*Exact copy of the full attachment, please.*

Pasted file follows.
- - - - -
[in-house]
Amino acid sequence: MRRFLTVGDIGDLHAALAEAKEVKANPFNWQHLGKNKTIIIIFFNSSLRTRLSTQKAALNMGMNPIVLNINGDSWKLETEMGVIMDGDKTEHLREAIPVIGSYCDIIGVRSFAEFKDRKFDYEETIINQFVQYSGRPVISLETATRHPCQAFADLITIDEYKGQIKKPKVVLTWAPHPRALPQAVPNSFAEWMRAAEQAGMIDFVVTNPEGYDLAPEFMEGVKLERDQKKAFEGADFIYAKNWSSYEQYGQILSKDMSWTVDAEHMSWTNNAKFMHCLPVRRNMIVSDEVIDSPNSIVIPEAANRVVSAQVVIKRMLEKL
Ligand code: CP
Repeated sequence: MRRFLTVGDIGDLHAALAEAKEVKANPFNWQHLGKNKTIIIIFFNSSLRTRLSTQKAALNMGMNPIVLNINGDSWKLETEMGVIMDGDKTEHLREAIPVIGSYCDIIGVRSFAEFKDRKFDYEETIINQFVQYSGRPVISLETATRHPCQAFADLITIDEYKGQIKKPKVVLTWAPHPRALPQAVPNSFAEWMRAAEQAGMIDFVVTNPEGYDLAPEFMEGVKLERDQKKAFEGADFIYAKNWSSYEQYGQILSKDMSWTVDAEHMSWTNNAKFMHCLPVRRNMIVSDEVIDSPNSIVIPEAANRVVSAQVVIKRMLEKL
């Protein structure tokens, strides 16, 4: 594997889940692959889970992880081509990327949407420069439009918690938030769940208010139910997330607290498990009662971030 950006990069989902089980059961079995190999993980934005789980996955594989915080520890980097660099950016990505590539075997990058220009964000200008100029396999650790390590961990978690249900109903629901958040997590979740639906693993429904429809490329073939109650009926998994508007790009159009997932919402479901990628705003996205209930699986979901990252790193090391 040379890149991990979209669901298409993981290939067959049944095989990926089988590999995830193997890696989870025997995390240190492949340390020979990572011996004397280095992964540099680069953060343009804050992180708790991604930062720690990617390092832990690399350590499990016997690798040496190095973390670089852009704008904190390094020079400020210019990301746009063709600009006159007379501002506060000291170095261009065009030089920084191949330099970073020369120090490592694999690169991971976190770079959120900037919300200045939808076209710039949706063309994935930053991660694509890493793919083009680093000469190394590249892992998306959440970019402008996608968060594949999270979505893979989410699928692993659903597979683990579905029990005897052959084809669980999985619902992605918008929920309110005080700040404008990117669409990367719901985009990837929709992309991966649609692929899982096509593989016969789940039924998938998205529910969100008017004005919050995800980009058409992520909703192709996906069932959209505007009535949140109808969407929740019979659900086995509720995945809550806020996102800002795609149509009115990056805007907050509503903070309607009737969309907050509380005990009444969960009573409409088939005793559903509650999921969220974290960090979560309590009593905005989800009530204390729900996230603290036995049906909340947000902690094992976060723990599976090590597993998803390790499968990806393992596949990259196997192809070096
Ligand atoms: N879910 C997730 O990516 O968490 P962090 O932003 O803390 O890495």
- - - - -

[in-house]
Amino acid sequence: MRRFLTVGDIGDLHAALAEAKEVKANPFNWQHLGKNKTIIIIFFNSSLRTRLSTQKAALNMGMNPIVLNINGDSWKLETEMGVIMDGDKTEHLREAIPVIGSYCDIIGVRSFAEFKDRKFDYEETIINQFVQYSGRPVISLETATRHPCQAFADLITIDEYKGQIKKPKVVLTWAPHPRALPQAVPNSFAEWMRAAEQAGMIDFVVTNPEGYDLAPEFMEGVKLERDQKKAFEGADFIYAKNWSSYEQYGQILSKDMSWTVDAEHMSWTNNAKFMHCLPVRRNMIVSDEVIDSPNSIVIPEAANRVVSAQVVIKRMLEKL
Ligand code: CP
Repeated sequence: MRRFLTVGDIGDLHAALAEAKEVKANPFNWQHLGKNKTIIIIFFNSSLRTRLSTQKAALNMGMNPIVLNINGDSWKLETEMGVIMDGDKTEHLREAIPVIGSYCDIIGVRSFAEFKDRKFDYEETIINQFVQYSGRPVISLETATRHPCQAFADLITIDEYKGQIKKPKVVLTWAPHPRALPQAVPNSFAEWMRAAEQAGMIDFVVTNPEGYDLAPEFMEGVKLERDQKKAFEGADFIYAKNWSSYEQYGQILSKDMSWTVDAEHMSWTNNAKFMHCLPVRRNMIVSDEVIDSPNSIVIPEAANRVVSAQVVIKRMLEKL
């Protein structure tokens, strides 16, 4: 594997889940692959889970992880081509990327949407420069439009918690938030769940208010139910997330607290498990009662971030 950006990069989902089980059961079995190999993980934005789980996955594989915080520890980097660099950016990505590539075997990058220009964000200008100029396999650790390590961990978690249900109903629901958040997590979740639906693993429904429809490329073939109650009926998994508007790009159009997932919402479901990628705003996205209930699986979901990252790193090391 040379890149991990979209669901298409993981290939067959049944095989990926089988590999995830193997890696989870025997995390240190492949340390020979990572011996004397280095992964540099680069953060343009804050992180708790991604930062720690990617390092832990690399350590499990016997690798040496190095973390670089852009704008904190390094020079400020210019990301746009063709600009006159007379501002506060000291170095261009065009030089920084191949330099970073020369120090490592694999690169991971976190770079959120900037919300200045939808076209710039949706063309994935930053991660694509890493793919083009680093000469190394590249892992998306959440970019402008996608968060594949999270979505893979989410699928692993659903597979683990579905029990005897052959084809669980999985619902992605918008929920309110005080700040404008990117669409990367719901985009990837929709992309991966649609692929899982096509593989016969789940039924998938998205529910969100008017004005919050995800980009058409992520909703192709996906069932959209505007009535949140109808969407929740019979659900086995509720995945809550806020996102800002795609149509009115990056805007907050509503903070309607009737969309907050509380005990009444969960009573409409088939005793559903509650999921969220974290960090979560309590009593905005989800009530204390729900996230603290036995049906909340947000902690094992976060723990599976090590597993998803390790499968990806393992596949990259196997192809070096
Ligand atoms: N879910 C997730 O990516 O968490 P962090 O932003 O803390 O890495």